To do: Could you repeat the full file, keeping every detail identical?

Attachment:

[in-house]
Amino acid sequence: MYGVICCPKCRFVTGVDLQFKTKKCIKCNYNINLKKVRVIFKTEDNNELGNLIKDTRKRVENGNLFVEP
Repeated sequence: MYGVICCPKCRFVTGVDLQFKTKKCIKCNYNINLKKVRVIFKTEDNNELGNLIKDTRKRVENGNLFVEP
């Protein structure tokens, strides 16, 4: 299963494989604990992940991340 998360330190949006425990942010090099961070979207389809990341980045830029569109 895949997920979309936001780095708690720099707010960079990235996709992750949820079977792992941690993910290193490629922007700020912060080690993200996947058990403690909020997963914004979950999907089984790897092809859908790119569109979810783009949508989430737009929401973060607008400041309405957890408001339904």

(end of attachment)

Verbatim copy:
[in-house]
Amino acid sequence: MYGVICCPKCRFVTGVDLQFKTKKCIKCNYNINLKKVRVIFKTEDNNELGNLIKDTRKRVENGNLFVEP
Repeated sequence: MYGVICCPKCRFVTGVDLQFKTKKCIKCNYNINLKKVRVIFKTEDNNELGNLIKDTRKRVENGNLFVEP
């Protein structure tokens, strides 16, 4: 299963494989604990992940991340 998360330190949006425990942010090099961070979207389809990341980045830029569109 895949997920979309936001780095708690720099707010960079990235996709992750949820079977792992941690993910290193490629922007700020912060080690993200996947058990403690909020997963914004979950999907089984790897092809859908790119569109979810783009949508989430737009929401973060607008400041309405957890408001339904």